Composer/keyboardist/producer Elodie Lauten creates operas, music for dance and theatre, orchestral, chamber and instrumental music. Not a household name, she is however widely recognized by historians as a leading figure of post-minimalism and a force on the new music scene, with 20 releases on a number of labels.

Her opera Waking in New York, Portrait of Allen Ginsberg was presented by the New York City Opera (2004 VOX and Friends) in May 2004, after being released on 4Tay, following three well-received productions. OrfReo, a new opera for Baroque ensemble was premiered at Merkin Hall by the Queen's Chamber Band, whose New Music Alive CD (released on Capstone in 2004) includes Lauten's The Architect. The Orfreo CD was released in December 2004 on Studio 21. In September 2004 Lauten was composer-in-residence at Hope College, MI. Lauten's Symphony 2001, was premiered in February 2003 by the SEM Orchestra in New York. In 1999, Lauten's Deus ex Machina Cycle for voices and Baroque ensemble (4Tay) received strong critical acclaim in the US and Europe. Lauten's Variations On The Orange Cycle (Lovely Music, 1998) was included in Chamber Music America's list of 100 best works of the 20th century.

Born in Paris, France, she was classically trained as a pianist since age 7. She received a Master's in composition from New York University where she studied Western composition with Dinu Ghezzo and Indian classical music with Ahkmal Parwez. Daughter of jazz pianist/drummer Errol Parker, she is also a fluent improviser. She became an American citizen in 1984 and has lived in New York since the early seventies

Visit Elodie Lauten's Web Site
Thursday, March 13, 2008
Metaphysical Reality Check

“Question reality” (The Mountain Astrologer)
“If the means is impure the result is impure” (Gandhi)
“Only two things are certain: death and taxes” (old saying)

To question reality one must first find reality. But where is reality? What is it? Reality is not one-dimensional – both quantum scientists and Buddhist monks have questioned even the reality of reality itself, as the observer is involved in the observed and therefore affecting it in some way. Reality could very well be a kind of slippery, elusive, subjective-objective continuum.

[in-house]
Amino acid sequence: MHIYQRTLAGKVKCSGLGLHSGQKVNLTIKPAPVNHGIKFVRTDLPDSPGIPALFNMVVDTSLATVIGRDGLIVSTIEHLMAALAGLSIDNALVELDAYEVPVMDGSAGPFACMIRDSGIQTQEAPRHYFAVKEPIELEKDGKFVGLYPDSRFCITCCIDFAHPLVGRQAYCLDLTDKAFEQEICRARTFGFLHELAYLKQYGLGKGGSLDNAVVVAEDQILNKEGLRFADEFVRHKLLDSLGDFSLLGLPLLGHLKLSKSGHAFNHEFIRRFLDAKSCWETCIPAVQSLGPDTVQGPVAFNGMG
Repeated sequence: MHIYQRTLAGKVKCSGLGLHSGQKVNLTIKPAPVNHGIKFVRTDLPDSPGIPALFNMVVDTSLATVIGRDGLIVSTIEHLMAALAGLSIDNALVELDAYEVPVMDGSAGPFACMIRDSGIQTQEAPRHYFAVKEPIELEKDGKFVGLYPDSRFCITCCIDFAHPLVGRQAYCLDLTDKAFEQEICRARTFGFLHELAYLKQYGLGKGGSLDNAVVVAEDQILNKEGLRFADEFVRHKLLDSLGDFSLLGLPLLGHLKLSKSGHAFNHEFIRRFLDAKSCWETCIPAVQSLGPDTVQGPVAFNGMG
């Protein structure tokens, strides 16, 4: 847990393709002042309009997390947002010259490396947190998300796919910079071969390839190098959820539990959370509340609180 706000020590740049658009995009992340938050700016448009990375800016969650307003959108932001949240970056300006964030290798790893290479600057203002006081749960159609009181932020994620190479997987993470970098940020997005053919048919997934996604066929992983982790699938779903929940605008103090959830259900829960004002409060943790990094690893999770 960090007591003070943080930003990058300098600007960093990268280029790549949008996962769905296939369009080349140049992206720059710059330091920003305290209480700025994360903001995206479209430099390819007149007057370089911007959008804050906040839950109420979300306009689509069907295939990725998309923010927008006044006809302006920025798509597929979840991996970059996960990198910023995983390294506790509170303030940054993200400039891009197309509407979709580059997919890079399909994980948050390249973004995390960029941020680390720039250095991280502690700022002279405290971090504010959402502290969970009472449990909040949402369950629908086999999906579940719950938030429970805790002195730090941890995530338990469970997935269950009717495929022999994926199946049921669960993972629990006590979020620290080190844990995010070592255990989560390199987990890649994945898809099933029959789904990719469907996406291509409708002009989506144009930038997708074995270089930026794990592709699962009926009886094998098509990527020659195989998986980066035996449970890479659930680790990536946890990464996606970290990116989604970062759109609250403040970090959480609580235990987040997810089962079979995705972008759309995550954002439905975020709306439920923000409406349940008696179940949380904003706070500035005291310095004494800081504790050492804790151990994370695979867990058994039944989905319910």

Reality in the expression “reality show” is actually a synonym for human experience – which is not, truth be told, the whole of reality.

Reality is sometimes a synonym of negativity: bursting your bubble, taking off the rosy-colored glasses. Reality hits when something suddenly disrupts your habitual sets of patterns. More often than not, reality is synonym of catastrophe or mishap.

With the life-through-screens we now enjoy thanks to the computerized (or other-ized) exciting colored displays, portables and other devices that blend the real and the imagined, the world we have built for ourselves is partially virtual, as news stories, invented characters and imaginary situations play a role, but where is our reality? There is a blending of the experienced and the imaginary; there is also the experienced-through-film, seen-on-film reality like the footage of ground zero after ‘it’ happened. Through our outlets on the internet we can be viewed through our writing, images, music, art, via our real persona or an invented one; this brings us closer to a continuum of creativity.

Reality is the change that takes place at every second, whether this change is tiny, gradual or revolutionary. Questioning reality is being aware of when the so-called “real world” offers a set of options that is too limited, too crushing, when the phoniness of the alternative screens and scenarios loses its charms. But it seems to me reality could very well be the whole Buddhist hot dog, the lived, the phony and the virtual as well.